If you want to see what the very worst of the usage and style recommenders say, it is always a good idea to turn to Strunk and White's The Elements of Style first. Sure enough, on page 71 of the 4th edition, they say: "Write with nouns and verbs, not with adjectives and adverbs." As usual, moronic advice, and impossible to follow. And in the very next sentence they use adjectives themselves, of course. (An indecisive disjunction of adjectives, in fact: "weak or inaccurate". Well which is it? Be clear, they would say to you if you wrote that.)It's interesting, because I've found that Borges uses probably much more than the 6 or 8 percent that Pullum mentions.
What do these writing experts think they are doing trying to take something as subtle as how to write well and boil it down to maxims as simple as the avoidance of one particular grammatical category? Are they... Well, I'm really going to need an adjective to say this... Are they insane?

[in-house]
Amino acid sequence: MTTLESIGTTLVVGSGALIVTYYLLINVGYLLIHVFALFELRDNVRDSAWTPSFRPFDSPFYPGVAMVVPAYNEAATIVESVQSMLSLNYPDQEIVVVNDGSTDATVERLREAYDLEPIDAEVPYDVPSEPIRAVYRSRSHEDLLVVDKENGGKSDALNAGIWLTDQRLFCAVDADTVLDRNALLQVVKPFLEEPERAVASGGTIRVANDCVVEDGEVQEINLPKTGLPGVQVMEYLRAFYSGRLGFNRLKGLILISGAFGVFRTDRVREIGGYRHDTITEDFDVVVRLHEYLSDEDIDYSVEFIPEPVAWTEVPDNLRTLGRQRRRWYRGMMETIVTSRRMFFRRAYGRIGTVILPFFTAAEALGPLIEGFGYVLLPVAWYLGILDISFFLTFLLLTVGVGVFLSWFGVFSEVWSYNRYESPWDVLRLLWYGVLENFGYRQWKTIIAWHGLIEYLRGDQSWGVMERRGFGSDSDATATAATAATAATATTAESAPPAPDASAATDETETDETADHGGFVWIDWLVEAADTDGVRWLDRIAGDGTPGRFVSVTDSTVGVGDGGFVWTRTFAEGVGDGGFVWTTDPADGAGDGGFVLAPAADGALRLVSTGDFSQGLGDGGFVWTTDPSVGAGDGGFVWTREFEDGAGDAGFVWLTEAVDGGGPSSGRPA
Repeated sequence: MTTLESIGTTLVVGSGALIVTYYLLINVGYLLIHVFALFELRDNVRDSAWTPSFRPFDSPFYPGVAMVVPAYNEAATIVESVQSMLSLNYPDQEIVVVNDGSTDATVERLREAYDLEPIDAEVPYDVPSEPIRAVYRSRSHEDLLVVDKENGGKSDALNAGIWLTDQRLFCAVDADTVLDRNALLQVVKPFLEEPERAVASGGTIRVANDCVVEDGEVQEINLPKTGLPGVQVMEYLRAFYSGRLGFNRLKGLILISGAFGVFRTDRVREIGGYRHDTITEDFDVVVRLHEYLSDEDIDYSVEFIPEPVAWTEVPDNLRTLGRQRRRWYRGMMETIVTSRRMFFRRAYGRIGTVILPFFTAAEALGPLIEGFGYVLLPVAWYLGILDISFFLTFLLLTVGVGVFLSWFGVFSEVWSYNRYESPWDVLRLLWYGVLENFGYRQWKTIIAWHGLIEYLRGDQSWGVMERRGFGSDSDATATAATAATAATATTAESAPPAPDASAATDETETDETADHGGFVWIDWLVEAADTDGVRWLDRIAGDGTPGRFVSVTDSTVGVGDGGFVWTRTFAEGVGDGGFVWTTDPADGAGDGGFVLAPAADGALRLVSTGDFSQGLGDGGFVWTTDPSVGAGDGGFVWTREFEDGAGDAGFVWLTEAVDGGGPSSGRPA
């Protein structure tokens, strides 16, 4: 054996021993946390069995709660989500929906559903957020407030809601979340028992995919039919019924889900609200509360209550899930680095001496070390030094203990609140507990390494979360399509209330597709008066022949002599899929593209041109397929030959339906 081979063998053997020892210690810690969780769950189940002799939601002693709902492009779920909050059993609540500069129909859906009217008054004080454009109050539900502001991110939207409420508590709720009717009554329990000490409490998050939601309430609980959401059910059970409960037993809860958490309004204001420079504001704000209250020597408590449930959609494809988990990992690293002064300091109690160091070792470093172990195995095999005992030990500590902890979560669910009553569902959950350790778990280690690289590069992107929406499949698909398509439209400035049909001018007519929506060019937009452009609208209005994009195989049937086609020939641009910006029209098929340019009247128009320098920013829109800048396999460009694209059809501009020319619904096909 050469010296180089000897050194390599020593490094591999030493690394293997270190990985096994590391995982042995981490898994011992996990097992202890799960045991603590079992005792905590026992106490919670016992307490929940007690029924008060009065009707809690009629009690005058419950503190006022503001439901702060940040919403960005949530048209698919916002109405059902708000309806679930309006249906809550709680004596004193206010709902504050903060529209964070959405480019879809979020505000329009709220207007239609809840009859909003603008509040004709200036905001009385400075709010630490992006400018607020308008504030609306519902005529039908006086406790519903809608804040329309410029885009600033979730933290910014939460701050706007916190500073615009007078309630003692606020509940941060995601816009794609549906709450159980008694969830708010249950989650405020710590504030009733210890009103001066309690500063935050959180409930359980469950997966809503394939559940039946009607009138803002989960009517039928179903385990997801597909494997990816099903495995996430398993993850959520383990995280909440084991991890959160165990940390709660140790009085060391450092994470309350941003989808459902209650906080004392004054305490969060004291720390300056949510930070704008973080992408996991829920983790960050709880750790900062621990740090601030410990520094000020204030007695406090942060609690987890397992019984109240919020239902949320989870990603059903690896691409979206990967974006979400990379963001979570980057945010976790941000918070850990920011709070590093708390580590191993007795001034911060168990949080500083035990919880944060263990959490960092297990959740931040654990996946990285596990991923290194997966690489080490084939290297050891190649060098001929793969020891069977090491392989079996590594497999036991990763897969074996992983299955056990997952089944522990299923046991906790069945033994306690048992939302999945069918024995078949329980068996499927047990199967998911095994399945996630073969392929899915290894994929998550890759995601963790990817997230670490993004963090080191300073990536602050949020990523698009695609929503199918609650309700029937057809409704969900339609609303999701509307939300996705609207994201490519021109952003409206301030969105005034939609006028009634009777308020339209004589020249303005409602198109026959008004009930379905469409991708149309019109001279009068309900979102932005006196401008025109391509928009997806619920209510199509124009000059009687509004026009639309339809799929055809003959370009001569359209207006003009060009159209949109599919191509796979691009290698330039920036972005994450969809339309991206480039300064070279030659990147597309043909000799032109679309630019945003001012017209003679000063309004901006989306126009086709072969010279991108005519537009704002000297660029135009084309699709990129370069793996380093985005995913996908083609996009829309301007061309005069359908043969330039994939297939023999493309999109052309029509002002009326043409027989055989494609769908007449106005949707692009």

Look, you don't get good at writing by deleting adjectives. Writing is difficult and demanding; you can learn to get moderately good at it through decades of practice writing millions of words and critiquing what you've written or having others critique it. About 6% of those words will be adjectives, whether you write novels or news stories, whether they're good or bad.
The exception is that if you belong to the academic chattering classes --- the literary experts who tell other people to avoid adjectives --- the frequency goes up to over 8% in your academic prose. As in so many other domains, the very people who tell you not to are doing it more than you are. As Bertold Brecht put it:
Those who take the meat from the table
Those for whom the taxes are destined
Those who eat their fill speak to the hungry
Of wonderful times to come.
Those who lead the country into the abyss
Call ruling too difficult
For ordinary men.
Wednesday, May 7, 2014
Pullum on Brecht